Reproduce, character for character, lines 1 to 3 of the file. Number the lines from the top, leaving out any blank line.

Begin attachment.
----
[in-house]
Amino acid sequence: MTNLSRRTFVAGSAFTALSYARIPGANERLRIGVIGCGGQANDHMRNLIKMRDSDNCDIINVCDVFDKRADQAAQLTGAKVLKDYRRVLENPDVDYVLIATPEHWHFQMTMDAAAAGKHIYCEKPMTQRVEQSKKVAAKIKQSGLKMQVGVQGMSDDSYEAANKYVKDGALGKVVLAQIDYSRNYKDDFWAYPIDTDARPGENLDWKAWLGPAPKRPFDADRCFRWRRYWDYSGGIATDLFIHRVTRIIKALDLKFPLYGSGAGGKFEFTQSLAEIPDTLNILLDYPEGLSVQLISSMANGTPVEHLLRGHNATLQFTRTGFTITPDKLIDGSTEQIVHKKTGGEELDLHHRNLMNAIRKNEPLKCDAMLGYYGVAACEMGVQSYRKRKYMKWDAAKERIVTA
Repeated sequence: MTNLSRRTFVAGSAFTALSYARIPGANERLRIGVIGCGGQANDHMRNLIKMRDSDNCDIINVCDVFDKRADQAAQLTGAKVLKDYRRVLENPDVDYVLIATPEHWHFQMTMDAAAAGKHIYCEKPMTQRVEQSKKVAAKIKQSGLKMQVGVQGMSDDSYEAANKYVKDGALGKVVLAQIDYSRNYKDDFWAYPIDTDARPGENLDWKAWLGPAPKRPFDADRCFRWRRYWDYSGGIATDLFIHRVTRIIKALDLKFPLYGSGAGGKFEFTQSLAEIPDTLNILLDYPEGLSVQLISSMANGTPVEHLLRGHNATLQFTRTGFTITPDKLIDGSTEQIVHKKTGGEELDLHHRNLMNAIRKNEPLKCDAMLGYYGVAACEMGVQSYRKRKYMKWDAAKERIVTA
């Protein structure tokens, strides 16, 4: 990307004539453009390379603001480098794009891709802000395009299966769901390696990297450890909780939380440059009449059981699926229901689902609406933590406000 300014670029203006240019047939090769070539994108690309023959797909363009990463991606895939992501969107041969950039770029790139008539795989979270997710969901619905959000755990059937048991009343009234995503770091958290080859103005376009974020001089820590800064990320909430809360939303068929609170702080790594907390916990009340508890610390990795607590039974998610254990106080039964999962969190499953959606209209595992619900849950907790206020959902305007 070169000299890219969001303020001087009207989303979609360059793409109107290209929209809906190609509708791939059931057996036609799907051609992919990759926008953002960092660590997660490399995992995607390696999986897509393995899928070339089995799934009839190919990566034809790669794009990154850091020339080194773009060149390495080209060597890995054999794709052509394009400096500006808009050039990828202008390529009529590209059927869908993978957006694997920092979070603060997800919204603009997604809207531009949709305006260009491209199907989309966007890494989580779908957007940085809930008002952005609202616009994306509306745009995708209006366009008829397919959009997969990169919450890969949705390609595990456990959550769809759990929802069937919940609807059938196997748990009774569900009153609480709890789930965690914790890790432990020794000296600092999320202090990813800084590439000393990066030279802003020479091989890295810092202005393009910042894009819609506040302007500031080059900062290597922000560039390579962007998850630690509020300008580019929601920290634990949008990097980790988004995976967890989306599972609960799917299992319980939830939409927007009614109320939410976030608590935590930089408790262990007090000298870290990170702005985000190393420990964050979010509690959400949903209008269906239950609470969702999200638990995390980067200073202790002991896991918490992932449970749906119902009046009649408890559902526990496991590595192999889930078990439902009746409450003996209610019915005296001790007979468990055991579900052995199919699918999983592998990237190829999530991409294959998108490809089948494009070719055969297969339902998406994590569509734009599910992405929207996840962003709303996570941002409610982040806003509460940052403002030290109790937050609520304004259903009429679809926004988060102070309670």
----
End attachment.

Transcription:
[in-house]
Amino acid sequence: MTNLSRRTFVAGSAFTALSYARIPGANERLRIGVIGCGGQANDHMRNLIKMRDSDNCDIINVCDVFDKRADQAAQLTGAKVLKDYRRVLENPDVDYVLIATPEHWHFQMTMDAAAAGKHIYCEKPMTQRVEQSKKVAAKIKQSGLKMQVGVQGMSDDSYEAANKYVKDGALGKVVLAQIDYSRNYKDDFWAYPIDTDARPGENLDWKAWLGPAPKRPFDADRCFRWRRYWDYSGGIATDLFIHRVTRIIKALDLKFPLYGSGAGGKFEFTQSLAEIPDTLNILLDYPEGLSVQLISSMANGTPVEHLLRGHNATLQFTRTGFTITPDKLIDGSTEQIVHKKTGGEELDLHHRNLMNAIRKNEPLKCDAMLGYYGVAACEMGVQSYRKRKYMKWDAAKERIVTA
Repeated sequence: MTNLSRRTFVAGSAFTALSYARIPGANERLRIGVIGCGGQANDHMRNLIKMRDSDNCDIINVCDVFDKRADQAAQLTGAKVLKDYRRVLENPDVDYVLIATPEHWHFQMTMDAAAAGKHIYCEKPMTQRVEQSKKVAAKIKQSGLKMQVGVQGMSDDSYEAANKYVKDGALGKVVLAQIDYSRNYKDDFWAYPIDTDARPGENLDWKAWLGPAPKRPFDADRCFRWRRYWDYSGGIATDLFIHRVTRIIKALDLKFPLYGSGAGGKFEFTQSLAEIPDTLNILLDYPEGLSVQLISSMANGTPVEHLLRGHNATLQFTRTGFTITPDKLIDGSTEQIVHKKTGGEELDLHHRNLMNAIRKNEPLKCDAMLGYYGVAACEMGVQSYRKRKYMKWDAAKERIVTA